One of the first things to impact a stressed koi is the release of adrenalin, especially if it experiences a short term stressor (eg chasing with an actor). This mobilises energy allowing the koi a quick escape, but it also has a debilitating knock-on effect to a koi’s osmoregulatory (water/ salt balance) function. For an organism that is more than 80 per cent water in an aquatic environment, this has serious stress implications.
Another stress response that seems to play right into the hands of aquatic pathogens is an increase in mucus production under certain water quality conditions. Mucus plays an important role in a koi’s first line of defence, forming a barrier between itself and its environment. If water conditions deteriorate significantly, excessive mucus production can lead to a proliferation of external parasites such as Costia and Trichodina diner that feed on this nutritious secretion.
A koi’s ability to fight disease internally is also affected by hormonal changes that debilitate its white blood cell (disease fighting) activity. Cortisol, the hormone that is released in response to stressor has this unwelcome side effect on a koi’s disease fighting ability, increasing the chances yet again of a successful pathogen attack.
Rate of recovery. As soon as we become aware that our koi are under stress, we should act to remove the stressor (improve the water quality through a water change, increase aeration etc). Having intervened responsibly, we should also be aware that there is a lag between our remedial action and the complete recovery our koi. Our koi can take weeks to recover from a stress or (especially if it is a long-term background stress or) and our koi are still susceptible to health problems in this period.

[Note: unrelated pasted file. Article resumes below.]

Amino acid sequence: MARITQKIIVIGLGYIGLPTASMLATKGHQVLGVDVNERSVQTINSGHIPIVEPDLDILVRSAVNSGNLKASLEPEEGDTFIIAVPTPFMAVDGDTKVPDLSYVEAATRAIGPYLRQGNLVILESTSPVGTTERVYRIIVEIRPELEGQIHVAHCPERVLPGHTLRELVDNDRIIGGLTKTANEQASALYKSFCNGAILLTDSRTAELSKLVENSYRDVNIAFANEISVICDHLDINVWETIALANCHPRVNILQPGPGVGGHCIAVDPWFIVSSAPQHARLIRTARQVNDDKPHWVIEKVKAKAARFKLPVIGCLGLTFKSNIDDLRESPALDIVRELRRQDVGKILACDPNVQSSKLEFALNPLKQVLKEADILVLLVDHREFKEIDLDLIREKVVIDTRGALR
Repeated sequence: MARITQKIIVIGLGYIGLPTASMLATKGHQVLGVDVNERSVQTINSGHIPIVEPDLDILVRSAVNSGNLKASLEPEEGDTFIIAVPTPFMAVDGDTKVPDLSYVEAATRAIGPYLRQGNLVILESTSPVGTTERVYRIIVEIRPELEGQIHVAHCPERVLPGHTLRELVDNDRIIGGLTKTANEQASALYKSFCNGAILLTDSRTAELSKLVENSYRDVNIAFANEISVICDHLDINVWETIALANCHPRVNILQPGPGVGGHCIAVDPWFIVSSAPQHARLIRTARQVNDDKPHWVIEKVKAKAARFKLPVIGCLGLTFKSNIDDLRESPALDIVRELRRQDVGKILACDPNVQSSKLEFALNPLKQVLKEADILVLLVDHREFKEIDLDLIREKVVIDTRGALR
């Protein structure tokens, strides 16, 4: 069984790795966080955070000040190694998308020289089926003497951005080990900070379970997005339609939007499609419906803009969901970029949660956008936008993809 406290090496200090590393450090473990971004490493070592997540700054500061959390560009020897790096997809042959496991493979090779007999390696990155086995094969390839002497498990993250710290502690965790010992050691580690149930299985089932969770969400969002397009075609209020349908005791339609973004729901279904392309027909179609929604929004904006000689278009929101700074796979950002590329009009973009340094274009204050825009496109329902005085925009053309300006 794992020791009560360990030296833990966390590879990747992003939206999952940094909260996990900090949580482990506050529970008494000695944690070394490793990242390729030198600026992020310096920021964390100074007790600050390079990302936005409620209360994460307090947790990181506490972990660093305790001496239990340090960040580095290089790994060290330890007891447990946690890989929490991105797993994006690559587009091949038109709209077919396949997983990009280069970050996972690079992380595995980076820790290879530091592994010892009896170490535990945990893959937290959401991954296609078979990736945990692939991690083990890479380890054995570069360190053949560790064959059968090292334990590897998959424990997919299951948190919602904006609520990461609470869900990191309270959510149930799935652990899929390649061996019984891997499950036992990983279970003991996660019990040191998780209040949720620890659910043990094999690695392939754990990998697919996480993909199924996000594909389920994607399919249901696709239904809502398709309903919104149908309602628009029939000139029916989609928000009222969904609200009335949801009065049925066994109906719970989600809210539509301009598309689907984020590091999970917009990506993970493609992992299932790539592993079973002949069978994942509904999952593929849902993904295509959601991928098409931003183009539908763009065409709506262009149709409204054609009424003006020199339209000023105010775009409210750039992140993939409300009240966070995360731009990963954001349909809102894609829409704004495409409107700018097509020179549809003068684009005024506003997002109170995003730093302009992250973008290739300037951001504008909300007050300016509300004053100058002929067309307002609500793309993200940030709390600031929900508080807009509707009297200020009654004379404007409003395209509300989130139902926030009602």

2. Preventing disease.
It is not realistic for us to believe that we can prevent disease organisms from entering our pond. Neither should we feel that if a disease organism is present in our pond would it be eradicated by treatment or UVc. Our best approach is to prevent the disease organisms that will inevitably enter our pond from causing disease, and this can be achieved by managing the threat of disease at a number of different levels. Don’t forget that in the wild and natural pond conditions in which koi thrive, there is a natural underlying level of disease that lives in harmony with the fish and environment. But just as koi are opportunistic feeders, so too are most of the pathogens, waiting for the opportunity to strike. As we cannot exclude these pathogenic organisms from our pond, our next best approach is to control them.